ASCL Says Opening Free Schools May Be Waste Of Money

ASCL says opening free schools may be waste of money

BBC |March 24, 2012

By Judith Burns Education reporter, BBC News
Opening free schools in areas where they are not needed is a “shameful” waste of taxpayers’ money, according to the leader of a head teachers’union.In a speech on Saturday, Brian Lightman of the Association of School and College Leaders, will also say free schools may damage existing schools.

“Such experimentation is deeply and unequivocally immoral,” he will say.

A government spokesman said free schools would give parents more choice of schooling for their children.

Free schools are funded from the public education budget, like other state schools, on a per-pupil basis.

However, they are run independently from local authority control by not-for-profit trusts, which can buy in private sector services.

In a speech to the union’s annual conference, Mr Lightman will say: “ASCL has no objection to new schools opening in areas where there is a shortage of school places but we cannot condone the creation of costly surplus places when other services are being cut.”

The union suggests that free schools planned for Suffolk, Essex, Bristol and Teesside are all in areas where there are already surplus places. It is also concerned that free schools may receive more generous funding than other schools and accuses the government of being opaque when it comes to free school budgets.

Mr Lightman will call upon the government to publish spending figures for the next three years for each new free school.

‘Downward spiral’He will say that he wants parents to be able to see how these figures compare to funding for other schools in their neighbourhoods.

His speech will suggest that other nearby schools could be thrown into a downward spiral because of falling pupil numbers and lack of investment.

“Children are not guinea pigs in some educational lab. Schools that have been consigned to the dustbin of our education service in this way cannot be expected to create the conditions which enable them to raise standards.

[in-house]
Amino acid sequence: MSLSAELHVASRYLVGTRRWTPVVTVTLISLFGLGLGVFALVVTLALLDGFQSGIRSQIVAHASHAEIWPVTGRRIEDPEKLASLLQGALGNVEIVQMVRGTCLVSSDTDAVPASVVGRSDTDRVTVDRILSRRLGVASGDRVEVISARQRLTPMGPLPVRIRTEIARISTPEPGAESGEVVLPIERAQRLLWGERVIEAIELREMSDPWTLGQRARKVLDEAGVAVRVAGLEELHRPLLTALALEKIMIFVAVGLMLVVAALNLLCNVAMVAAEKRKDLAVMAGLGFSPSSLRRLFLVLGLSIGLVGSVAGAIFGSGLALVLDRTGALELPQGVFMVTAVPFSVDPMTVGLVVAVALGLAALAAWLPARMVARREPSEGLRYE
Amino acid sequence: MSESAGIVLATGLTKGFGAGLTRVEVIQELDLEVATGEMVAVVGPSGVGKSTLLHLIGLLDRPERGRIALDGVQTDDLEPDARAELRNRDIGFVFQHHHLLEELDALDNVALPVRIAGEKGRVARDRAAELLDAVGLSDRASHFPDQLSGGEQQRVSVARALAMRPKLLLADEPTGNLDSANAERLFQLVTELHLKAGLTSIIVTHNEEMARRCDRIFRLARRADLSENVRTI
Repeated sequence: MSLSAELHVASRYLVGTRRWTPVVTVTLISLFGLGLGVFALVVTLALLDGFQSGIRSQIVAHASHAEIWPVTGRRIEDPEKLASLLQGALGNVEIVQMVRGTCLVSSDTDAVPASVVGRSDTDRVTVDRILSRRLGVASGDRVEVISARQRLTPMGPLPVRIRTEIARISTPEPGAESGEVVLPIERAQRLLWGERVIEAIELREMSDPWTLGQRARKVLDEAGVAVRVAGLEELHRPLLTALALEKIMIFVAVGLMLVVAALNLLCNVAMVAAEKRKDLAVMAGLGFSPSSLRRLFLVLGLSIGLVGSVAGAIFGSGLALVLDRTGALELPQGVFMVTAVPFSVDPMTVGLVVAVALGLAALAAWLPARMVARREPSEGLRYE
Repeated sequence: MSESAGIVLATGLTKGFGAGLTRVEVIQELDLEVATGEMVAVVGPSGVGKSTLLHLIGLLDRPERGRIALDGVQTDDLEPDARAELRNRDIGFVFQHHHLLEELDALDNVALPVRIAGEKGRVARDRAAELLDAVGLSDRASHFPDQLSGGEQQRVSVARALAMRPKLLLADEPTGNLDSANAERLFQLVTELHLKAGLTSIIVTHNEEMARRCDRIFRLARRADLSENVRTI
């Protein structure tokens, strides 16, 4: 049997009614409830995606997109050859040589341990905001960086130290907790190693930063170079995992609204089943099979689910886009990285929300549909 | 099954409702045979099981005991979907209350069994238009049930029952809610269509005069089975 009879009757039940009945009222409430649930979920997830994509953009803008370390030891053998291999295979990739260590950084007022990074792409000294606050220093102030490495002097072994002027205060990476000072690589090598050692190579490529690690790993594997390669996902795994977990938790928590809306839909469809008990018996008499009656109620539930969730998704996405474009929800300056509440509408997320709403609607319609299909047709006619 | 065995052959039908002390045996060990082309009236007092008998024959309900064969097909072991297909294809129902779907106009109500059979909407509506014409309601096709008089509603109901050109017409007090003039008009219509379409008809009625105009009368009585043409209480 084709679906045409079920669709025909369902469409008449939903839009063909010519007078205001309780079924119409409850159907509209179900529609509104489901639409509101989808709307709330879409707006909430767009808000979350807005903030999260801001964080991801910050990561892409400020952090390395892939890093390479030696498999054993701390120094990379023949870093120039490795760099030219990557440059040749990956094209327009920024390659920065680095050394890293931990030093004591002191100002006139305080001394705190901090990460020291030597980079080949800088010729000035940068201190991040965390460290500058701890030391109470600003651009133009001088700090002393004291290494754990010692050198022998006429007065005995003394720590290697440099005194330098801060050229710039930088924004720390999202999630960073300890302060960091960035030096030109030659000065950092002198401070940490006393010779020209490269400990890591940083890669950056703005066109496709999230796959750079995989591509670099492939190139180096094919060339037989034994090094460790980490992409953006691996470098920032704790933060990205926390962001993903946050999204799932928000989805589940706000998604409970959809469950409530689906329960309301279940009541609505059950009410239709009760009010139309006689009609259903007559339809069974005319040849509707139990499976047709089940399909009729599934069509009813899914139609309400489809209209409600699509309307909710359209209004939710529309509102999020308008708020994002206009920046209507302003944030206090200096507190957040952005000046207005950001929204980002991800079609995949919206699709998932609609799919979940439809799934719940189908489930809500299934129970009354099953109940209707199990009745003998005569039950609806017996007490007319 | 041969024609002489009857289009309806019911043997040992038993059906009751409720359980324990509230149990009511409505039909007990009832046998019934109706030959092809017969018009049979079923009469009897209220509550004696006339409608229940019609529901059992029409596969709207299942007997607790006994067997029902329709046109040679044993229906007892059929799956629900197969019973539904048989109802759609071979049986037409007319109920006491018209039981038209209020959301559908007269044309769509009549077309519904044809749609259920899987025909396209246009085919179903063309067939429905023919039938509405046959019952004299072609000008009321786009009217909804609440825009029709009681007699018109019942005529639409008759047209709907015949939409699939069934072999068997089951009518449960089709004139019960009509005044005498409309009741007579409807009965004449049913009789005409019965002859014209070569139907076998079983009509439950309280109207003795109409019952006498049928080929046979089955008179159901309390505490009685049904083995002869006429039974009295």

“No-one in government should be contemplating standing by and watching as some schools fail in order to use it as a lever of change,” he will say.

In a statement, the Department for Education (DfE) said: “We cannot continue with a system where thousands of parents are forced to send their child to a school that is either weak or simply isn’t right for them.

“Our school reforms will help put this right by creating a system that works for – not against – parents, many of whom live in the poorest parts of the country.”

The DfE said that free schools would cost a fraction of schools built under Labour’s Building Schools for the Future programme.

Schools ‘Too Often Asked To Make Up For Wider Failings’

Schools ‘too often asked to make up for wider failings’

BBC |March 23, 2012

By Judith Burns BBC News in Birmingham
Schools are too often asked to make up for wider failings in families and communities, the Chief Inspector of Schools, Sir Michael Wilshaw has said.“Schools can step into the vacuum, setting good examples where few exist at home,” he said.

He told the annual conference of the Association of School and College Leaders that schools’ moral purpose had never been more important.

But, he said, all was not wonderful in the garden.

Sir Michael was speaking on the first day of the Birmingham conference.

‘Lonely job’The association’s leadership has already complained that its members are demoralised with around half considering leaving the profession.

In his speech he said: “So much is expected of school and college leaders. Believe me, I know from my own experience what a tough job it is; and how leadership can be lonely, daunting and occasionally gut wrenchingly difficult. “

He echoed sentiments expressed by the ASCL general secretary, Brian Lightman, when he said: “It is also one of the best and most satisfying jobs in the world.”